2) The ideal of the PLANTATION – a way of organising both human and non-human factors of production so that they can more easily be controlled, transferred and scaled up – has been central to the imperial spread of capitalism throughout the world. Still today, plantation-styled agro-industrial production is often advanced as a key solution to the problem of feeding a growing human population on the planet. According to estimates based on FAO-figures, we will soon reach the point where more seafood is produced from aquaculture than from fishing. When breeding plants and animals in artificially controlled environments is presented as offering the best promises in terms of efficiency and food safety, we are left with questions about the landscapes both in- and outside of the plantation. Are those outside gradually deemed unfit for food production? And what about the dangers of genetic erosion and disease vulnerability inside high-density monoculture plantations?

3) STORIES of displaced species highlight unlikely connections – marked by similitude and difference – between previously unrelated ecosystems – such as the river ecosystems of the Yangtze and the Scheldt. Through the transformative encounters that occur throughout species displacements, challenges and opportunities emerge for the multi-species entanglements that make life possible. What is there to learn from these reverberating trajectories for present and future life in capitalist ruins? And how can their stories help us to make life graspable?

Participants to the workshop will explore these themes in the “more-than human landscapes” of capitalist agriculture, plantations and commodity chains in dialogue with anthropologist Anna Tsing. Food for thought will be gathered from selected presentations on ongoing research:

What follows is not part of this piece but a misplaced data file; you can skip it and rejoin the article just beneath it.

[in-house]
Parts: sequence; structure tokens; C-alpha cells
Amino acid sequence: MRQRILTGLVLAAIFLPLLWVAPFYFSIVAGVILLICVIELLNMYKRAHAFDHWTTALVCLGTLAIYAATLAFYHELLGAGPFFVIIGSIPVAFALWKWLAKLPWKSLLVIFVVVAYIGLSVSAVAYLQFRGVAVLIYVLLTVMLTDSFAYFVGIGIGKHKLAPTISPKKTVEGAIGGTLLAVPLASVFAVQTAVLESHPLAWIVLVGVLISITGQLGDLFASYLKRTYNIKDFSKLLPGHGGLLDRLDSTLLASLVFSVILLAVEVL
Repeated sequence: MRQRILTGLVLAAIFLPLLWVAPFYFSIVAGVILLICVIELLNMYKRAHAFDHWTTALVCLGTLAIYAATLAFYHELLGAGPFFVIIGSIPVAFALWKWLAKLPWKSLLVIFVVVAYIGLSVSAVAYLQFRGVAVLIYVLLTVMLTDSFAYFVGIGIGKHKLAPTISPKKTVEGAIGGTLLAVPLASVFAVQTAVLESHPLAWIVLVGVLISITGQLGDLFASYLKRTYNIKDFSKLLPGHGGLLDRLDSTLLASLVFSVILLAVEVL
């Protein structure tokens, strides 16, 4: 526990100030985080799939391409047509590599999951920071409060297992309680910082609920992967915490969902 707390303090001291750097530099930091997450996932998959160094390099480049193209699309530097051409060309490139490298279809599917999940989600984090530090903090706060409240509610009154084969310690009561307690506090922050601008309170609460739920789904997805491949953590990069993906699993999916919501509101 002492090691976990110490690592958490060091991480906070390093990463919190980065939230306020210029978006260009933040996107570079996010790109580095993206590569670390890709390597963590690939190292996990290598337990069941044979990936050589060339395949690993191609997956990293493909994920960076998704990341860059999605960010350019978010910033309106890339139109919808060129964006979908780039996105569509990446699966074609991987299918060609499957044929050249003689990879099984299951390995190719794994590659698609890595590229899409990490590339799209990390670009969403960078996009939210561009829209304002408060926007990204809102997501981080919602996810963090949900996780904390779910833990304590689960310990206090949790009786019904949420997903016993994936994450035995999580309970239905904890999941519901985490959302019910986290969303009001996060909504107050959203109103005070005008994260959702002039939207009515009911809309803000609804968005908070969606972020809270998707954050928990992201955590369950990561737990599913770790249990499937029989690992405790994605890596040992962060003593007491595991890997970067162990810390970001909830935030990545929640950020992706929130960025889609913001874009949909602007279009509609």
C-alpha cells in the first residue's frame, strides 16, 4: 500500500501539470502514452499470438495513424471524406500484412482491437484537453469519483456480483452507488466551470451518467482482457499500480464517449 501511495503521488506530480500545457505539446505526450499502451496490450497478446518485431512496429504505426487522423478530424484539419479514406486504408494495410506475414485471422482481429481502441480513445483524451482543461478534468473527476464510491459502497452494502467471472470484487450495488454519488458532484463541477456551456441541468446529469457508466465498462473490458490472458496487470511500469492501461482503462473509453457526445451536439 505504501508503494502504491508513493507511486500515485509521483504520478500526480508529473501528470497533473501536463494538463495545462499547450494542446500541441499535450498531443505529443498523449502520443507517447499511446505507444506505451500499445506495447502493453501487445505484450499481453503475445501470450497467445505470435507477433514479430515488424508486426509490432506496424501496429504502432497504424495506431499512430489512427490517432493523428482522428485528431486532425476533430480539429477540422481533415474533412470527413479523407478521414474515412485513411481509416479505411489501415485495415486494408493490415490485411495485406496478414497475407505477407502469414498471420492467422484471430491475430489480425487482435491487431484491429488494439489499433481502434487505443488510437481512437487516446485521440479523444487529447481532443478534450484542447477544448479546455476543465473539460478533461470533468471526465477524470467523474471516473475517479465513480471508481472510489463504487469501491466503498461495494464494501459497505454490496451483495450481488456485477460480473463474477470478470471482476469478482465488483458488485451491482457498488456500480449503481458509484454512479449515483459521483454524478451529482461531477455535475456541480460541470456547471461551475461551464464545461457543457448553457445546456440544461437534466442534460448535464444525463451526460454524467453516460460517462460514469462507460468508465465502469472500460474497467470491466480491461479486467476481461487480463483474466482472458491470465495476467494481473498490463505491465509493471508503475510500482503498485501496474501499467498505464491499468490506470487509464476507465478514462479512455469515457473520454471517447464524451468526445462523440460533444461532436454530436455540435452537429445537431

1. Phytophtora infestans – transatlantic histories of the 19th century European potato famine (Dieter Bruneel and Hanne Cottyn – Dept. of History, Ghent University)

2. Foc TR4 and the banana industry – from haunting fungus to a post-plantation? (Robin Thiers – Dept. of Conflict and Development Studies, Ghent University)

3. tbc

4. tbc

Recommended reading:

  • Tsing, The Mushroom at the End of the World. On the Possibility of Life in Capitalist Ruins, Princeton, NJ: Princeton University Press, 2015.
  • A. L. Tsing, H. A. Swanson, E. Gan & N. Bubandt, eds, Arts of Living on a Damaged Planet. Ghosts and Monsters of the Anthropocene, Minneapolis, MN: Minnesota University Press, 2017.

Call for participants:

We invite researchers from all backgrounds and disciplines – both Social Sciences & Humanities and Natural & Applied Sciences – as well as artists and other experts working on the above-mentioned themes and questions, inspired by the work of Prof. Tsing, to participate in this workshop.

Please note that the number of places is limited.

You can apply by sending a short CV (max. 2 pages) and motivation (ca. 250 words) to Julie.Carlier(at)

The deadline for the submission of applications is April 30.

Workshop outline and call for participants: The Crab at the End of the World